Despite the disaster at Japan’s Fukushima nuclear station and Germany’s bold move to shut down all nuclear reactors by 2020, it seems the Middle East is still set on a nuclear future. Israel has hinted that it may build a ‘safe nuclear station’, Turkey is pushing on with its nuclear ambitions and Jordan recently announced that it is forging ahead with plans to build its first nuclear power plant despite local resistance and regional instability.
This Tuesday, around 40 anti-nuclear campaigners gathered in Amman to ask the Jordanian government to re-think its plans to build a 1,000 megawatt nuclear reactor by the end of the next decade. According to The Jordan Times, they wore black t-shirts reading ‘no to a nuclear reactor’ and expressed concerns about the effects of nuclear power and uranium mining on the public health and environment.
Jordan is heavily reliant on imported energy – it currently imports 96% of its energy – and the government has claimed that the nuclear reactor will help the country become more self-sufficient. The country has massive uranium reserves that are estimated to be worth around $7 billion which could be utilized in nuclear power stations.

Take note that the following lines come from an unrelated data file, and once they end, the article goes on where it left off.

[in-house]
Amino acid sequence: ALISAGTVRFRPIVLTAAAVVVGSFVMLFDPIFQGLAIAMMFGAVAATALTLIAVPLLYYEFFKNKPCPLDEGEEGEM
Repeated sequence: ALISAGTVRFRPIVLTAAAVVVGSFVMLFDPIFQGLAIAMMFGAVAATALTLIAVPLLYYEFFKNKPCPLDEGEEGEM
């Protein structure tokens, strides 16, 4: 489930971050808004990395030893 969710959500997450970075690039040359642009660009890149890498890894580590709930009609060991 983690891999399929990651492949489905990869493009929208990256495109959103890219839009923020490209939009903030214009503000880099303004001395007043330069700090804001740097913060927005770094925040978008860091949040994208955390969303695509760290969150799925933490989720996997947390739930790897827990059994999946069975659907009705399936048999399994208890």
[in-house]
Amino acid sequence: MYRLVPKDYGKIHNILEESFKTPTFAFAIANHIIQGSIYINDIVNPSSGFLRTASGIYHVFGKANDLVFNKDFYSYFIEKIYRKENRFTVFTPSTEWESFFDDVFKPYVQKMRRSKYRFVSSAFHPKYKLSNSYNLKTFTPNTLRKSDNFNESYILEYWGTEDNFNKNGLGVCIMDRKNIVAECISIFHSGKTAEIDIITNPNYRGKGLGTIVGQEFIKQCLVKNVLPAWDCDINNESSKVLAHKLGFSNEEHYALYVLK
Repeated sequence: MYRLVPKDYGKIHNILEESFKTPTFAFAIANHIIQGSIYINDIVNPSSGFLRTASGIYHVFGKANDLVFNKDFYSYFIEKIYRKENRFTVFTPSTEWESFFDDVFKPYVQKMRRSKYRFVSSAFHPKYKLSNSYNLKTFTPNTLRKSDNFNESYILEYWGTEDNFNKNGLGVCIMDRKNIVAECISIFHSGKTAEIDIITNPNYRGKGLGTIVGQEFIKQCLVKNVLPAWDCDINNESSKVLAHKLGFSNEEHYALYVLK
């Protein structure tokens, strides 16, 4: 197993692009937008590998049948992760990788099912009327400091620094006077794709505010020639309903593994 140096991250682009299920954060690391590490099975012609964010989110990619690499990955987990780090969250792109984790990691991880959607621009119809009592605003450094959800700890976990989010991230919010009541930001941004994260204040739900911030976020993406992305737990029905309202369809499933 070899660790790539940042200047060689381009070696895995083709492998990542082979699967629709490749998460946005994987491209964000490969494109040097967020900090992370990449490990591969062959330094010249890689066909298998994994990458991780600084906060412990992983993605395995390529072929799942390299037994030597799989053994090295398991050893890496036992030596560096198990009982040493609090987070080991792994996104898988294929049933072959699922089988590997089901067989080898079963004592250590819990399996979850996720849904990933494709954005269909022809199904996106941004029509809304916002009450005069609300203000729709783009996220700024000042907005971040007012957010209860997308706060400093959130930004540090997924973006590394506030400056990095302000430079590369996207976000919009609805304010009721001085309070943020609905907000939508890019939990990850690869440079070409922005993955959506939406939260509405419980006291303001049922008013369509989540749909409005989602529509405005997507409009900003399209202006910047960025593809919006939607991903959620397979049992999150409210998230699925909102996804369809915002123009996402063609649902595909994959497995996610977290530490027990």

However, the protesters noted that other renewable sources of energy hadn’t been properly assessed and also any benefits from nuclear energy are far outweighed by the risks such as those demonstrated by the meltdown of the Fukushima nuclear station in Japan.
Basil Burgan, an anti-nuclear activist who heads a coalition of 16 NGOs and organised the event told the Jordan Times, “We have came to a point where nuclear power has begun to take priority over solar and wind energy and we want to say that a small desert county like Jordan has no need for a nuclear power programme.”
Another criticism leveled at the Jordanian government is the fact that country, much like Turkey, sits on a fault line making it vulnerable to earthquakes. As a water scare country, Jordan is also badly placed to provide the copious amounts of water that are needed to cool a nuclear reactor. Despite these obstacles, Jordan is pushing on with its nuclear plans and expects bids from private investors to help finance the reactor in the coming month.
:: Image via Batir Wardem
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